Pumping Systems

Energy Efficiency and Pumping Systems

As Kruse (1991) points out,

Pumps are not the biggest consumers of energy, but they're not the smallest either. A little extra effort in the system design and equipment selection can make a worthwhile difference. The main three points to remember are that slower flows mean lower pump horsepower, slower flows mean improved chiller efficiency via greater temperature differentials, and that not all pumps have the same efficiency. Since pump horsepower is directly proportional to flow at a cube rate, the cost of chilled water pumping can be reduced by 33 percent by increasing the coil temperature differential from 10° to 15° and reducing the flow accordingly. Further savings are sometimes possible depending on the chilled water supply temperature being used.

Pump energy savings can be further enhanced by incorporating variable frequency drives (VFDs) that can vary pump speed to match load. VFDs provide power savings at a cubed rate. Incorporating primary/secondary and even tertiary piping loops facilitates load matching, increasing energy savings. Incorporating two-way control valves on heating/cooling coil(s) allows reduced pump horsepower at part-load conditions. Conditioning coils consume energy on both the air and water-sides. According to Kruse (1991), "An air-side increase of 0.5 inches at 20,000 CFM can cost an additional 2.4 horsepower. For a recirculation air handler that runs continuously, this is equal to 1300 kilowatt-hours of electricity per month for each air handler. The water-side effects are usually less alarming, but worth paying attention to as well." [Chan, 1999] [Kruse, 1991; Micro-Electronics Facility Efficiency Workshop, 1995; Larson, 1991]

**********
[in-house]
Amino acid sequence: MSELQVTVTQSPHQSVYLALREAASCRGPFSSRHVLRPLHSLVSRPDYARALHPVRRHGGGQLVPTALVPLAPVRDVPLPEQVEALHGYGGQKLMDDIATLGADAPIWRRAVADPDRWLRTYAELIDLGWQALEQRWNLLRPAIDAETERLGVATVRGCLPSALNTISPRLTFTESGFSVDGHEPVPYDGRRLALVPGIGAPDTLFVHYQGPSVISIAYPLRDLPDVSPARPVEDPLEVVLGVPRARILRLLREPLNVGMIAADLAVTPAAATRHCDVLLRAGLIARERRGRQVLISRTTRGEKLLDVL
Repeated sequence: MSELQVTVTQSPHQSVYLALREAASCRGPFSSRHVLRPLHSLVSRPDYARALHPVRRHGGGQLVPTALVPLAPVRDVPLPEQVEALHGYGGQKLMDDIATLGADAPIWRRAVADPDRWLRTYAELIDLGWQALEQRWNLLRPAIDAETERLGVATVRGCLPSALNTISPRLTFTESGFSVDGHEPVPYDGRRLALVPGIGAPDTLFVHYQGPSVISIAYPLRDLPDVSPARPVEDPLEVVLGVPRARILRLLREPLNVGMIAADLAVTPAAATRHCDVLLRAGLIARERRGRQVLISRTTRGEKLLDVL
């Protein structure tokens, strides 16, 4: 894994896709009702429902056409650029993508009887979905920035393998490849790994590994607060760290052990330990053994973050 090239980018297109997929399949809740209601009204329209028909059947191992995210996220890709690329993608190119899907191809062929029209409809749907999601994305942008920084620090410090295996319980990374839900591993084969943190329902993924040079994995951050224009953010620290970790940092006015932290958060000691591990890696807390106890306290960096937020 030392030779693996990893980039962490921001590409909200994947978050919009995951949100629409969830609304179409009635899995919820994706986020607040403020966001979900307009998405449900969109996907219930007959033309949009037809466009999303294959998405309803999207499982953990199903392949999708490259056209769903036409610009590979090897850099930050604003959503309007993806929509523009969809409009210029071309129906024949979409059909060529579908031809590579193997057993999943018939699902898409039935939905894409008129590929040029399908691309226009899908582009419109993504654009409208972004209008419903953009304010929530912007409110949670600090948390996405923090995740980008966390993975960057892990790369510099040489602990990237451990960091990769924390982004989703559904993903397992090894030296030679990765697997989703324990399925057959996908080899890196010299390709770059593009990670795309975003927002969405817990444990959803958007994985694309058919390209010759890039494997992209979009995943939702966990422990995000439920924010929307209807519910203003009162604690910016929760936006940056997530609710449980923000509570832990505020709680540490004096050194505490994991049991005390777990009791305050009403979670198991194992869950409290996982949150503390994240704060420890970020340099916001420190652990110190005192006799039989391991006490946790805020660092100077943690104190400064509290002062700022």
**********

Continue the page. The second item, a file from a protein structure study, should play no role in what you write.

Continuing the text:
Efficient pumping system designs begin with a systemic viewpoint. Using larger diameter pipes is only the first step: smaller pumps and motors, larger check and isolation valves; low-pressure-drop components; smaller, less-expensive motor-drive circuits and electrical components all contribute to energy and cost efficiency. It is also equally important to optimize the piping system's layout, i.e., a "clean" layout is an efficient layout. With this approach, equipment is placed after the piping is optimized, which will increase the amount of straight runs and decrease convoluted runs. Added benefits of a clean piping layout includes less piping insulation and lower overall cost and time to construct. [Efficient Pumping…, 2000]


Variable speed pumping

Primary-Only variable pumping

Primary/secondary/tertiary loops

Variable flow balancing

Piping pressure drop

Condenser and evaporator piping

Coil pressure drops

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